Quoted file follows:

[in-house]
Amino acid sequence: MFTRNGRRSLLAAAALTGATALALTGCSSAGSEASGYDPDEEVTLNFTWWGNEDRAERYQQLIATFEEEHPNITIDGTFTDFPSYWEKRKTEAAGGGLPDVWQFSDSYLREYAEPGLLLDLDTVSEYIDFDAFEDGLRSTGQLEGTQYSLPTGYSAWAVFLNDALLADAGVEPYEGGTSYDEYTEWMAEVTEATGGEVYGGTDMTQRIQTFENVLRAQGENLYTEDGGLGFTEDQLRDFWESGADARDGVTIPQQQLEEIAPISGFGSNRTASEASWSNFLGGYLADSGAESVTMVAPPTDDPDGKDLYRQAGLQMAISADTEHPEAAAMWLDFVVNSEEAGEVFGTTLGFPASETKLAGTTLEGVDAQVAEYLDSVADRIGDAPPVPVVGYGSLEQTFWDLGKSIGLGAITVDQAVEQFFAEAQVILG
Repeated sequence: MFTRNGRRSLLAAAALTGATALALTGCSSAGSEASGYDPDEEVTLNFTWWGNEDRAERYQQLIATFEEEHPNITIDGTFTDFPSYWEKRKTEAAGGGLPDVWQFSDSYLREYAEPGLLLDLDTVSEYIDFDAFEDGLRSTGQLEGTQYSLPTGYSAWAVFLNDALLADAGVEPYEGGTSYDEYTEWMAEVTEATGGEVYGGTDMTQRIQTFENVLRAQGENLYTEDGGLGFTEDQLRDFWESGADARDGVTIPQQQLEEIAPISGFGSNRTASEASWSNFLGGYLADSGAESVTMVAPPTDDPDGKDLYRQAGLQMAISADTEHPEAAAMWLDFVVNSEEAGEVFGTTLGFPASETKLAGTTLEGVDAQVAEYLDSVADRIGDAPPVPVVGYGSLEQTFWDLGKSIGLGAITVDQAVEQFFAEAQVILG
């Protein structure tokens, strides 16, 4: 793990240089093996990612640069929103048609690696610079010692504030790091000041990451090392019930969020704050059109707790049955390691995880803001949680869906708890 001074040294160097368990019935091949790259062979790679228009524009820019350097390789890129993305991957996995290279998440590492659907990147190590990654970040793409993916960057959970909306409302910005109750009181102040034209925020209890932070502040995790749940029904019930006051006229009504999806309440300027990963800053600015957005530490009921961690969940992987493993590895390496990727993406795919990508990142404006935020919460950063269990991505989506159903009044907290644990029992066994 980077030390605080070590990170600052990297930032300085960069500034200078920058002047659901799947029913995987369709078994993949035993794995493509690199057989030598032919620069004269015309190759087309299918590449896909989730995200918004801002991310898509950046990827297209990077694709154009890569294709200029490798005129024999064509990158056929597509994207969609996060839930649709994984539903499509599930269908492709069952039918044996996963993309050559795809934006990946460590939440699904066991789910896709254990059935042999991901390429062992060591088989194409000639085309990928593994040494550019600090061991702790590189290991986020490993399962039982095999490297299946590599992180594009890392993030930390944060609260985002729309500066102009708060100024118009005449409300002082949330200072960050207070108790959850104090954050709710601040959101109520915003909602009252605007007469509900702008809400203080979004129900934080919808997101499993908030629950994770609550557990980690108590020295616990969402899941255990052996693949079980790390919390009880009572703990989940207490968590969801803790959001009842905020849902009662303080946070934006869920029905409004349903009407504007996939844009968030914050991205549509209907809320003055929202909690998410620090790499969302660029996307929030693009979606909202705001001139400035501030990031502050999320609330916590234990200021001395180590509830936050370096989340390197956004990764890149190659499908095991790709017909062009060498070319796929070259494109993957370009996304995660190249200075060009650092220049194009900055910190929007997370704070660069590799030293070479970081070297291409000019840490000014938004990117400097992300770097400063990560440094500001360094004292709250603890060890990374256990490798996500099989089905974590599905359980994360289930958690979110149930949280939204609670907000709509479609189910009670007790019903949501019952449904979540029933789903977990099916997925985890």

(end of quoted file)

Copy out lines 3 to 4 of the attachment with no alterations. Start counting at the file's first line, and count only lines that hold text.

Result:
Repeated sequence: MFTRNGRRSLLAAAALTGATALALTGCSSAGSEASGYDPDEEVTLNFTWWGNEDRAERYQQLIATFEEEHPNITIDGTFTDFPSYWEKRKTEAAGGGLPDVWQFSDSYLREYAEPGLLLDLDTVSEYIDFDAFEDGLRSTGQLEGTQYSLPTGYSAWAVFLNDALLADAGVEPYEGGTSYDEYTEWMAEVTEATGGEVYGGTDMTQRIQTFENVLRAQGENLYTEDGGLGFTEDQLRDFWESGADARDGVTIPQQQLEEIAPISGFGSNRTASEASWSNFLGGYLADSGAESVTMVAPPTDDPDGKDLYRQAGLQMAISADTEHPEAAAMWLDFVVNSEEAGEVFGTTLGFPASETKLAGTTLEGVDAQVAEYLDSVADRIGDAPPVPVVGYGSLEQTFWDLGKSIGLGAITVDQAVEQFFAEAQVILG
């Protein structure tokens, strides 16, 4: 793990240089093996990612640069929103048609690696610079010692504030790091000041990451090392019930969020704050059109707790049955390691995880803001949680869906708890 001074040294160097368990019935091949790259062979790679228009524009820019350097390789890129993305991957996995290279998440590492659907990147190590990654970040793409993916960057959970909306409302910005109750009181102040034209925020209890932070502040995790749940029904019930006051006229009504999806309440300027990963800053600015957005530490009921961690969940992987493993590895390496990727993406795919990508990142404006935020919460950063269990991505989506159903009044907290644990029992066994 980077030390605080070590990170600052990297930032300085960069500034200078920058002047659901799947029913995987369709078994993949035993794995493509690199057989030598032919620069004269015309190759087309299918590449896909989730995200918004801002991310898509950046990827297209990077694709154009890569294709200029490798005129024999064509990158056929597509994207969609996060839930649709994984539903499509599930269908492709069952039918044996996963993309050559795809934006990946460590939440699904066991789910896709254990059935042999991901390429062992060591088989194409000639085309990928593994040494550019600090061991702790590189290991986020490993399962039982095999490297299946590599992180594009890392993030930390944060609260985002729309500066102009708060100024118009005449409300002082949330200072960050207070108790959850104090954050709710601040959101109520915003909602009252605007007469509900702008809400203080979004129900934080919808997101499993908030629950994770609550557990980690108590020295616990969402899941255990052996693949079980790390919390009880009572703990989940207490968590969801803790959001009842905020849902009662303080946070934006869920029905409004349903009407504007996939844009968030914050991205549509209907809320003055929202909690998410620090790499969302660029996307929030693009979606909202705001001139400035501030990031502050999320609330916590234990200021001395180590509830936050370096989340390197956004990764890149190659499908095991790709017909062009060498070319796929070259494109993957370009996304995660190249200075060009650092220049194009900055910190929007997370704070660069590799030293070479970081070297291409000019840490000014938004990117400097992300770097400063990560440094500001360094004292709250603890060890990374256990490798996500099989089905974590599905359980994360289930958690979110149930949280939204609670907000709509479609189910009670007790019903949501019952449904979540029933789903977990099916997925985890």